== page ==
China’s CAAC has granted Sinopec a license allowing aviation biofuel to be made from rapeseed, palm oil & soybean oil
China’s oil refiner, Sinopec, has been given a license allowing commercial use of its aviation biofuel by airlines. There was a biofuel test flight in 2013 using fuel made from from hydrotreated palm oil and recycled cooking oil. Sinopec said it can now produce bio-jet fuel from a wide range of raw material feedstock, including rapeseed oil, palm oil and soybean oil ( which competes with human and animal food). Sinopec started research on aviation biofuel in 2009, and its application for commercial use was accepted by CAAC in early 2012. Sinopec can produce 3,000 tonnes of the fuel per year, from rape seed, cotton seed and waste cooking oil. The company is considering joining with private enterprise in planting, collecting and processing these source oils, as well as getting waste cooking oil from McDonald’s. Sinopec claims their biofuels generate 45% less CO2 than conventional fuels. China is the world’s largest oil importer and 58.1% of its 2013 came from imports.China is now the 2nd largest consumer of aviation fuel, consuming nearly 20 million tonnes per year. Its jet fuel demand is estimated to be expanding by 10% every year, while the global average is less than 5%. The production costs of aviation biofuel remain at least 2 – 3 times those of crude oil.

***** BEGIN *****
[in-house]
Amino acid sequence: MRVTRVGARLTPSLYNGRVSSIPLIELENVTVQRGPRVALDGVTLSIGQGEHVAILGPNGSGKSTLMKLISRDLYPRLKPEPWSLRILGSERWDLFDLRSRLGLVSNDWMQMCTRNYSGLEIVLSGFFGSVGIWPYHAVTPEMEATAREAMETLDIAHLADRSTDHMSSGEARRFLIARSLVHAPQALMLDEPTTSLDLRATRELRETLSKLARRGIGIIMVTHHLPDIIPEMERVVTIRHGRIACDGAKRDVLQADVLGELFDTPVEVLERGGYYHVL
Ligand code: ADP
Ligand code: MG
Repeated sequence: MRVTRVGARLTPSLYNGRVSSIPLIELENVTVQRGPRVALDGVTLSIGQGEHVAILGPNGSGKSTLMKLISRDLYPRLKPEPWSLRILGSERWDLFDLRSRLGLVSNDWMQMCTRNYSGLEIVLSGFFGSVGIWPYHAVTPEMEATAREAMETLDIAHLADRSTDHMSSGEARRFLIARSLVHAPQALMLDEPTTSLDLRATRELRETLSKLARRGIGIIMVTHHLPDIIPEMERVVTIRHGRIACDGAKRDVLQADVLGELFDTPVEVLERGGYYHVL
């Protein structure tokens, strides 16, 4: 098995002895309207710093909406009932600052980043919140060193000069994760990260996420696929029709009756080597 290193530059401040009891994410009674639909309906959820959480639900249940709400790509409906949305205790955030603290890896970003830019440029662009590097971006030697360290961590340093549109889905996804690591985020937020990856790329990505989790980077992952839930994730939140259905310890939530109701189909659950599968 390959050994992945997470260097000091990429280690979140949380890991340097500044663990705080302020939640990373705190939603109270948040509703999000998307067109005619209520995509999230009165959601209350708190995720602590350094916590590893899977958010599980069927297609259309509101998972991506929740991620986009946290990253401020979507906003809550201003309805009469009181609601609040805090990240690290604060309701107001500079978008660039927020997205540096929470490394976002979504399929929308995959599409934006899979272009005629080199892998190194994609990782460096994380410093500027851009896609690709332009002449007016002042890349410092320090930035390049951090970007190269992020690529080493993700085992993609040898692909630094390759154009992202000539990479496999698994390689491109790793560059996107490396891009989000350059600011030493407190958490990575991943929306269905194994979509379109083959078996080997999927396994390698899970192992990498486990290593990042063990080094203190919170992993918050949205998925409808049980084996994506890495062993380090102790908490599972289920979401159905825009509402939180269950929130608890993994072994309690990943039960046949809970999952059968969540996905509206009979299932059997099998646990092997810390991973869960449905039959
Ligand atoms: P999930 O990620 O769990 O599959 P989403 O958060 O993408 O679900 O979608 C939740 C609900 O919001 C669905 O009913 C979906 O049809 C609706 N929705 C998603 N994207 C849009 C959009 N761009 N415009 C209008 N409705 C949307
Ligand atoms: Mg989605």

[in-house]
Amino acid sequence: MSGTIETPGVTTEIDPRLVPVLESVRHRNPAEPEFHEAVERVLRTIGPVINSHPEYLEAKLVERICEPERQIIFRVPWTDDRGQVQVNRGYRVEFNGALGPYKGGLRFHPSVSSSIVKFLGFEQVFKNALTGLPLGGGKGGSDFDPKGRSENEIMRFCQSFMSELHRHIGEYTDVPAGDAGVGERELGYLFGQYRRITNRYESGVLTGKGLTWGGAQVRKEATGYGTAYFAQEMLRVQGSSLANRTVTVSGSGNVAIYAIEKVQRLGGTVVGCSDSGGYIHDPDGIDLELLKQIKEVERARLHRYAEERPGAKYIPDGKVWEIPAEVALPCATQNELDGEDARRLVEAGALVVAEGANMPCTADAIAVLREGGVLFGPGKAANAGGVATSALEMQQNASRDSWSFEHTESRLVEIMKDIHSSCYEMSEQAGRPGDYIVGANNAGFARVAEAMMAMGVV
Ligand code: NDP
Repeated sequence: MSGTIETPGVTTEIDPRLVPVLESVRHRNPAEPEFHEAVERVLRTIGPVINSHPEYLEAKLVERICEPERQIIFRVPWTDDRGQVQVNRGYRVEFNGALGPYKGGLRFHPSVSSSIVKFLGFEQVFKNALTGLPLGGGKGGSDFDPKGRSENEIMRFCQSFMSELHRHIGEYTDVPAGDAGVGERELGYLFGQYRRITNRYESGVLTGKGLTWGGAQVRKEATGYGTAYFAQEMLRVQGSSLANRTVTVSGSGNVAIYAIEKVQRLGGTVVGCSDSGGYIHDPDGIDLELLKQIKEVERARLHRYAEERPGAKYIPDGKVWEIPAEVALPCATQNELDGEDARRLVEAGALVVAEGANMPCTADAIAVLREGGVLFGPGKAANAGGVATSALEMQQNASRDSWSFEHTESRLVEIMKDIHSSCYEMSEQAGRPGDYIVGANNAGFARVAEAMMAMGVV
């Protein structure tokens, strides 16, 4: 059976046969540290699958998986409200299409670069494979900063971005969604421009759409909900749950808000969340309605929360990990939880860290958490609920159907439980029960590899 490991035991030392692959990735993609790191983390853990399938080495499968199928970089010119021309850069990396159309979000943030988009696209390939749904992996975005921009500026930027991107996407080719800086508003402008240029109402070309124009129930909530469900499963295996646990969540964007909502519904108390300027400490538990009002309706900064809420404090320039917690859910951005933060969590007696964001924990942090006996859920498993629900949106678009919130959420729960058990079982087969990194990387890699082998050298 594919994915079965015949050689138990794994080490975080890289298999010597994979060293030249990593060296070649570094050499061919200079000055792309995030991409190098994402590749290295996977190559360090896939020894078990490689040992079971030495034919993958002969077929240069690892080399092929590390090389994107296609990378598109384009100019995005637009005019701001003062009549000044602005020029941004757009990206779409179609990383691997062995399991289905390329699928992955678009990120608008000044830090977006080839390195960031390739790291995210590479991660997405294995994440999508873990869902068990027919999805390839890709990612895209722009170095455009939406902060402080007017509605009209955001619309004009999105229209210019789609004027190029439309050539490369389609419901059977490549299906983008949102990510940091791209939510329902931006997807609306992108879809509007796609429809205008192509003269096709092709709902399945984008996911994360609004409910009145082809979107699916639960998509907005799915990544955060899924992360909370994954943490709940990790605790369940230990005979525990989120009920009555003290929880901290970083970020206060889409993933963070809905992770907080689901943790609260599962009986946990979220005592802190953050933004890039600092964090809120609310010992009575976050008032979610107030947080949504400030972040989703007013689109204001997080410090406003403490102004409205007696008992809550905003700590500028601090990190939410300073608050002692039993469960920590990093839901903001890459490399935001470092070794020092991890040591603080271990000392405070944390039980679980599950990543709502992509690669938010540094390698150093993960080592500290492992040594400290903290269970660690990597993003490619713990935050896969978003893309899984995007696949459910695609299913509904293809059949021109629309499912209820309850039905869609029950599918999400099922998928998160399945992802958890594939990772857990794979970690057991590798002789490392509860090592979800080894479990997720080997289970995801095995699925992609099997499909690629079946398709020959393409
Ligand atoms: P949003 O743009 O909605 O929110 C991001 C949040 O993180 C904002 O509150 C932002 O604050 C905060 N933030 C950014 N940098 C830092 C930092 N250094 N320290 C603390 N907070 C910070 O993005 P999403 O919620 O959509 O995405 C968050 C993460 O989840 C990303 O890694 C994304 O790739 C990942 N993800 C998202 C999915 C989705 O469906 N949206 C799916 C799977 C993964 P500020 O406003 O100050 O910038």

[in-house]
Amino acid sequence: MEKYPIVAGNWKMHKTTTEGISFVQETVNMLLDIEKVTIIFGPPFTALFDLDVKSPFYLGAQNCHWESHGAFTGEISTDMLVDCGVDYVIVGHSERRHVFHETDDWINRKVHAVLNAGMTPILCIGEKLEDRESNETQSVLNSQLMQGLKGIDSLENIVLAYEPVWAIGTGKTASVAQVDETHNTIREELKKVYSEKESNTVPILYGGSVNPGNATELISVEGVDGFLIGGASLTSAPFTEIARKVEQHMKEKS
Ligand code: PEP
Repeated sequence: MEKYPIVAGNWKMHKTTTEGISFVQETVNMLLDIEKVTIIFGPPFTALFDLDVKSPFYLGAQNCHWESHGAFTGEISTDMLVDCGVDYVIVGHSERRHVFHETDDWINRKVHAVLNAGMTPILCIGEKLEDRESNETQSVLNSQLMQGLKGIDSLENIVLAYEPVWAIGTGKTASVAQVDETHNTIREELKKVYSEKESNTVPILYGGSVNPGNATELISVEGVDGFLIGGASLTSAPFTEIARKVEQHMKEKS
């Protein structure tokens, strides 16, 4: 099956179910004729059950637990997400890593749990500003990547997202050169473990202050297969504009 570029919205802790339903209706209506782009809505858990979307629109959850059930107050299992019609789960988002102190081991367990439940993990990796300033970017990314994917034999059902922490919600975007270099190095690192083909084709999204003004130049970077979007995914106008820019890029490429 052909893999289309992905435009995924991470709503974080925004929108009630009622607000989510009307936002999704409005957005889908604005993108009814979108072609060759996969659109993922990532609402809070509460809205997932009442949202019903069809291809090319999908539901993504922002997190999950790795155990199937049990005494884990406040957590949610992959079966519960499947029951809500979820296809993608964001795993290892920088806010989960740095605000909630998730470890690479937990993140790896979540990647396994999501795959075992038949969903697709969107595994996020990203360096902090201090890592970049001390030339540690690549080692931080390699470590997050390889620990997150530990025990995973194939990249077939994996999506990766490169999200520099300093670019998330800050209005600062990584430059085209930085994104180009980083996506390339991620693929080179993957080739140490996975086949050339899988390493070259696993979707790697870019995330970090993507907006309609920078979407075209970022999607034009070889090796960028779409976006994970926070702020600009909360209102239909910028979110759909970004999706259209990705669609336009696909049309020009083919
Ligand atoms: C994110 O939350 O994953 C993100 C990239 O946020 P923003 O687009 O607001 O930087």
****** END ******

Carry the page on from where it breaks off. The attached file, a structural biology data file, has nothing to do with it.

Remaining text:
China approves aviation biofuel for commercial use
The Civil Aviation Administration of China (CAAC) has granted Sinopec, China’s top oil refiner, a license allowing commercial use of its aviation biofuel in an effort to cut carbon emissions.
The license, the first of its kind to Sinopec, allows the company’s No.1 aviation biofuel to be used by airlines.
CAAC Flight Criteria Department director Xu Chaoqun said the development is a significant breakthrough for the country’s research, production and application of aviation biofuel.
Sinopec started research on aviation biofuel in 2009 and CAAC accepted its application for commercial use in early 2012.
Sinopec can produce 3,000 tonnes of biofuel oil a year from materials such as plant seeds and recycled cooking oil. The regulator noted Sinopec will work to diversify biofuel sources, lower production costs and push forward commercial application of the fuel.
Biofuel is gaining popularity in China. Last April, China Eastern Airlines operated a test flight in Shanghai powered by No.1 aviation biofuel and the fuel went through several rounds of additional strict tests before it received approval. In addition, Air China became the nation’s first carrier to test a flight partly powered by biofuel, the result of a collaboration between PetroChina and Honeywell UOP’s green jet fuel in October 2011.
Industry analysts said the commercial viability of biofuel for use in jets still faces tough challenges because the treatment process of producing biofuel will push the cost up higher than regular fuel refinery.
China’s aviation biofuel goes into commercial use
- February 12, 2014 (China.org)